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Am J Dent. 2004 Feb;17(1):56-60.

Effect of ozone on the oral microbiota and clinical severity of primary root caries.

Author information

1
The School of Dentistry, University of Birmingham, St Chad's Queensway, Birmingham B4 6NN, UK. a.baysan@bham.ac.uk

Abstract

PURPOSE:

To assess the effect of ozone on the microbial flora and clinical severity of primary root caries.

METHODS:

26 patients with 70 primary root carious lesions (PRCLs) were entered. Each PRCL was classified in terms of color, cavitation, size, hardness, distance from the gingival margin and severity. Overlying plaque was then removed and each lesion dried. A biopsy was taken from half of each PRCL using a sterile excavator. Subsequently, the remaining lesions were exposed to ozone gas for a period of either 10 seconds (n = 35) or 20 seconds (n = 35) and a further biopsy was taken.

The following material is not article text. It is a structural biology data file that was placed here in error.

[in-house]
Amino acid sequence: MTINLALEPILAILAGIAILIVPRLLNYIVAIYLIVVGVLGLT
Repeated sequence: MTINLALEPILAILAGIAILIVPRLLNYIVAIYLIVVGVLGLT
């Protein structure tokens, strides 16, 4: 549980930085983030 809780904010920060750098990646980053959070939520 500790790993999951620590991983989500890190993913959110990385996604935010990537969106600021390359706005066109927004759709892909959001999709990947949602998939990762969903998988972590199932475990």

RESULTS:

Using a paired Student t-test, a significant (P < 0.001) difference (mean +/- SE) in total micro-organisms was observed in the ozone-treated samples after either a 10 seconds (log10 4.35 +/- 0.49) or 20 seconds (log10 0.46 +/- 0.26) ozone application compared with the control samples (log10 7.00 +/- 0.24) and (log10 6.00 +/- 0.21) respectively. Using Pearson's correlation tests, there were significant correlations for the reduction in total micro-organisms after 10 seconds of ozone application with cavitation, size, distance from gingival margin and severity of PRCLs (P < 0.05). In conclusion, ozone application either for 10 or 20 seconds dramatically reduced most of the micro-organisms in PRCLs without any side effects recorded at recall intervals between 3 and 5.5 months. Out of the 65 PRCLs reviewed, 33 lesions had become hard, 27 lesions reversed to severity index 1 from severity index 2, and five lesions remained the same following ozone application for a period of either 10 or 20 seconds.

PMID:
15241911
[Indexed for MEDLINE]

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